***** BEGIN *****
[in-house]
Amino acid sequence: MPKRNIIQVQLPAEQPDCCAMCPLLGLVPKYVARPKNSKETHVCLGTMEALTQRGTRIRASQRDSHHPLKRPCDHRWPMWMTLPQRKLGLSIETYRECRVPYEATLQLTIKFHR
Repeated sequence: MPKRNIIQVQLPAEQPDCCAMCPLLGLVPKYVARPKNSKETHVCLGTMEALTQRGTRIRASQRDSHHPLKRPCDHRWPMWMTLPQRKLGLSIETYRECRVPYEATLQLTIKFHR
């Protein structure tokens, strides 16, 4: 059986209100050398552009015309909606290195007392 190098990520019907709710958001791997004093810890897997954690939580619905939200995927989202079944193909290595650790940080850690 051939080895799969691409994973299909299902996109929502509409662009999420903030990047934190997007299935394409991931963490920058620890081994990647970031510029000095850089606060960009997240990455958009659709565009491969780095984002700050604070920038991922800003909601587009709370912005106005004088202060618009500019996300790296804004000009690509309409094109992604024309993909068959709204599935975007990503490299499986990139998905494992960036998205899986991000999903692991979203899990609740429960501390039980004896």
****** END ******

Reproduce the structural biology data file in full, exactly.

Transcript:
[in-house]
Amino acid sequence: MPKRNIIQVQLPAEQPDCCAMCPLLGLVPKYVARPKNSKETHVCLGTMEALTQRGTRIRASQRDSHHPLKRPCDHRWPMWMTLPQRKLGLSIETYRECRVPYEATLQLTIKFHR
Repeated sequence: MPKRNIIQVQLPAEQPDCCAMCPLLGLVPKYVARPKNSKETHVCLGTMEALTQRGTRIRASQRDSHHPLKRPCDHRWPMWMTLPQRKLGLSIETYRECRVPYEATLQLTIKFHR
């Protein structure tokens, strides 16, 4: 059986209100050398552009015309909606290195007392 190098990520019907709710958001791997004093810890897997954690939580619905939200995927989202079944193909290595650790940080850690 051939080895799969691409994973299909299902996109929502509409662009999420903030990047934190997007299935394409991931963490920058620890081994990647970031510029000095850089606060960009997240990455958009659709565009491969780095984002700050604070920038991922800003909601587009709370912005106005004088202060618009500019996300790296804004000009690509309409094109992604024309993909068959709204599935975007990503490299499986990139998905494992960036998205899986991000999903692991979203899990609740429960501390039980004896």